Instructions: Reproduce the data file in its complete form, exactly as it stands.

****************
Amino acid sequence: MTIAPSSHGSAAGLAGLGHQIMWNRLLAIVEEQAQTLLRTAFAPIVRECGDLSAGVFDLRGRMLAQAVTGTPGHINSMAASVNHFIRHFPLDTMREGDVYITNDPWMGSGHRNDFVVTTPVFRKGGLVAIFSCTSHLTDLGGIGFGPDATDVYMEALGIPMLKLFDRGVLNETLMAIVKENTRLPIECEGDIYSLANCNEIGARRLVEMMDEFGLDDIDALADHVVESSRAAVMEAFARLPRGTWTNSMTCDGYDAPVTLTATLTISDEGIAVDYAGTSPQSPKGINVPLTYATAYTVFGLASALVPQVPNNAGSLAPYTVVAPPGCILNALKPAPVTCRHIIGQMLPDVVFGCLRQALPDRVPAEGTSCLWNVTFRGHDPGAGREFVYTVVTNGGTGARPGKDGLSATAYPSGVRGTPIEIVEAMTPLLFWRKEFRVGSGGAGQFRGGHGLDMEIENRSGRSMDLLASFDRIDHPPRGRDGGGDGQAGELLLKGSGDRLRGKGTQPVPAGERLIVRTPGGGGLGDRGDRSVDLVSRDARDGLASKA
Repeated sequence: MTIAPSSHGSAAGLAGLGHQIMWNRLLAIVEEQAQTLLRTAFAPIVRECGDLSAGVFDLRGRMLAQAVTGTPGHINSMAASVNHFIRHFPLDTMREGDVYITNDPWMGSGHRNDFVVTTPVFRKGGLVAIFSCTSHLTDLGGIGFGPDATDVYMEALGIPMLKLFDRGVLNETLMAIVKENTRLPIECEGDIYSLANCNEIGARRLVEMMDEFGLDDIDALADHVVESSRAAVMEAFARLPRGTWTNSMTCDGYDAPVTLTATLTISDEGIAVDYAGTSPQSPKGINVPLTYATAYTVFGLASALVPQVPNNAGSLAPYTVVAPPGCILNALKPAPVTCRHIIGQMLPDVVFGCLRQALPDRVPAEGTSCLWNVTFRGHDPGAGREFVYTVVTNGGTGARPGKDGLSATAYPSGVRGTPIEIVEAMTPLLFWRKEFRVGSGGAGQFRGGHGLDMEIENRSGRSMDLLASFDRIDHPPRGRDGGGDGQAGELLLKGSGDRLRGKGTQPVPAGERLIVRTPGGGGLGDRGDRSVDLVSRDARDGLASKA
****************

Amino acid sequence: MTIAPSSHGSAAGLAGLGHQIMWNRLLAIVEEQAQTLLRTAFAPIVRECGDLSAGVFDLRGRMLAQAVTGTPGHINSMAASVNHFIRHFPLDTMREGDVYITNDPWMGSGHRNDFVVTTPVFRKGGLVAIFSCTSHLTDLGGIGFGPDATDVYMEALGIPMLKLFDRGVLNETLMAIVKENTRLPIECEGDIYSLANCNEIGARRLVEMMDEFGLDDIDALADHVVESSRAAVMEAFARLPRGTWTNSMTCDGYDAPVTLTATLTISDEGIAVDYAGTSPQSPKGINVPLTYATAYTVFGLASALVPQVPNNAGSLAPYTVVAPPGCILNALKPAPVTCRHIIGQMLPDVVFGCLRQALPDRVPAEGTSCLWNVTFRGHDPGAGREFVYTVVTNGGTGARPGKDGLSATAYPSGVRGTPIEIVEAMTPLLFWRKEFRVGSGGAGQFRGGHGLDMEIENRSGRSMDLLASFDRIDHPPRGRDGGGDGQAGELLLKGSGDRLRGKGTQPVPAGERLIVRTPGGGGLGDRGDRSVDLVSRDARDGLASKA
Repeated sequence: MTIAPSSHGSAAGLAGLGHQIMWNRLLAIVEEQAQTLLRTAFAPIVRECGDLSAGVFDLRGRMLAQAVTGTPGHINSMAASVNHFIRHFPLDTMREGDVYITNDPWMGSGHRNDFVVTTPVFRKGGLVAIFSCTSHLTDLGGIGFGPDATDVYMEALGIPMLKLFDRGVLNETLMAIVKENTRLPIECEGDIYSLANCNEIGARRLVEMMDEFGLDDIDALADHVVESSRAAVMEAFARLPRGTWTNSMTCDGYDAPVTLTATLTISDEGIAVDYAGTSPQSPKGINVPLTYATAYTVFGLASALVPQVPNNAGSLAPYTVVAPPGCILNALKPAPVTCRHIIGQMLPDVVFGCLRQALPDRVPAEGTSCLWNVTFRGHDPGAGREFVYTVVTNGGTGARPGKDGLSATAYPSGVRGTPIEIVEAMTPLLFWRKEFRVGSGGAGQFRGGHGLDMEIENRSGRSMDLLASFDRIDHPPRGRDGGGDGQAGELLLKGSGDRLRGKGTQPVPAGERLIVRTPGGGGLGDRGDRSVDLVSRDARDGLASKA